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Photo: Aerial Shutter Facebook page

COSTA RICA NEWS – Be it for sport or surveillance, one thing is clear, drones are flying uncontrollably through the skies of Costa Rica.

According to José Duran, Costa Rica’s representative of the Agencia Centroamericana para la Seguridad Aeronáutica (ACSA) – Central American Agency for Aviation Safety –  there is an urgent need for the control unmanned aerial vehicles (UAV), commonly known as a drones.

The types of drones that are flying all over, like during the celebrations of the World Cup in June, zigzagging over crowds are more common than not. These small unpiloted aircrafts can reach heights of 1.000 metres (1 kilometre) and speeds of up to 120 km/h, as in the case of scale models and 300 metres for for the multiple propeller models.

Aeryon Scout In Flight
Aeryon Scout In Flight

“What we want in the regulations is to limit the use, the drones no to fly within 30 metres from a group of people, and the altitude not to cause an accident with another aircraft,” said Duran.

ACSA also advocates establishing controls on operators to ensure that the devices are certified and promotes the creation of restrictions to prevent violations of the privacy of individuals.

Last May, for example, a drone was found in the gardens of the main buidling of the Judiciary offices in San José. The Organismo de Investigación Judicial (OIJ) is investigating if the drone fell by accident or was there taking pictures (spying).

The lack of controls also worries the Dirección de Aviación Civil (Civil Aviation), which cannot say now many of the devices are flying around the country.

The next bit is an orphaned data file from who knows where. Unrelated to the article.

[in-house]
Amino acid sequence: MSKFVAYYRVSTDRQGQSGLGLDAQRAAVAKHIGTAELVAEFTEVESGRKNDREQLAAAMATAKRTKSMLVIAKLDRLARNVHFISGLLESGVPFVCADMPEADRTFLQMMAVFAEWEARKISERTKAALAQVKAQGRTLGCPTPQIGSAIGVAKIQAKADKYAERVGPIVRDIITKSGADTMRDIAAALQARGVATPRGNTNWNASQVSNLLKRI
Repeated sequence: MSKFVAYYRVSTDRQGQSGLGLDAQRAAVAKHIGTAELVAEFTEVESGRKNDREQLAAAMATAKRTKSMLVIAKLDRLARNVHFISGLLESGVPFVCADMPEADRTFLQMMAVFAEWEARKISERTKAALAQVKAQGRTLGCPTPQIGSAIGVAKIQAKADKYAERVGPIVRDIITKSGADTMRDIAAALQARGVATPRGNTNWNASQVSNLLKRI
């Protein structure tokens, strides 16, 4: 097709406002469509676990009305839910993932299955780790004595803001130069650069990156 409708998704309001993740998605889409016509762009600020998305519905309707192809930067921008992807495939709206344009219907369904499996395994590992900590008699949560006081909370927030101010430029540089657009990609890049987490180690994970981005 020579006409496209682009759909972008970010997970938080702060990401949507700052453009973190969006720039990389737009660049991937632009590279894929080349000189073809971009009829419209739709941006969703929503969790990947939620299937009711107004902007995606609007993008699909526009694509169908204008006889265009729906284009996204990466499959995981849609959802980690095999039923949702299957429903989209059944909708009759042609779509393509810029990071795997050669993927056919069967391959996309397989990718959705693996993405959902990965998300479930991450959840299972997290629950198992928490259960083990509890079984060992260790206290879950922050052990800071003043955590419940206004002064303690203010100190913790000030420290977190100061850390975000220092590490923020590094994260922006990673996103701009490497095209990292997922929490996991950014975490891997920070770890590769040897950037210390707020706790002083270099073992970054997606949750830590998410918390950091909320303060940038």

“We are in the process of creating regulation, they are not allowed (…). We have even had problems with the drones interfering with air traffic,” said Alvaro Vargas, chief of Civil Aviation.

The drones have legitimate uses. Besides shooting videos, they can be used for things as mapping and imaging for three dimensional topography and geological analysis.

Research scientists used three Aerovironment RQ-14 Dragon Eye UAVs from the United States Marine Corps to carry instrument payloads for up to an hour within a volcanic plume. Credit: NASA/Matthew Fladeland
Research scientists used three Aerovironment RQ-14 Dragon Eye UAVs from the United States Marine Corps to carry instrument payloads for up to an hour within a volcanic plume. Credit: NASA/Matthew Fladeland

NASA researchers have flown an unmanned aerial vehicle (UAV) equipped with cameras and sensors into the sulfuric plume and over the summit crater of Turrialba Volcano, near San Jose, Costa Rica, according to the space agency. Costa Rica’s volcanoes provide “suburb natural laboratories” for testing and developing volcanological UAV systems, NASA said.

Around the world, drones used for military purposes and police surveillance, has generated strong criticism.

Parrot A.R. Drone 2.0
Parrot A.R. Drone 2.0

Mattie Nelson, manager of the Aitec Group which employs this technology, considers it urgent to regulate the activity in Costa Rica.  “There should be a record of the equipment in the country, legal regulations for operation and certification of operators,” said Mattie. “Operators whould be required to comply with all regulations such as not flying into reserved air space,” added Mattie.

The idea of a pilotless aircraft is not a new concept. The concept of drones dates back to the mid-1800s. What is making them popular today is their affordability. A used drone can be purchased for about ¢320.000 colones, according to the RCCostarica.com forum, a website dedicated to the radion control community in the country.

Sources: La Nacion; Naturewoldnews; Google; Wikipedia; Facebook; Upi.com; Aerialshutter.com

Photos from Aerial Shutter Facebook page

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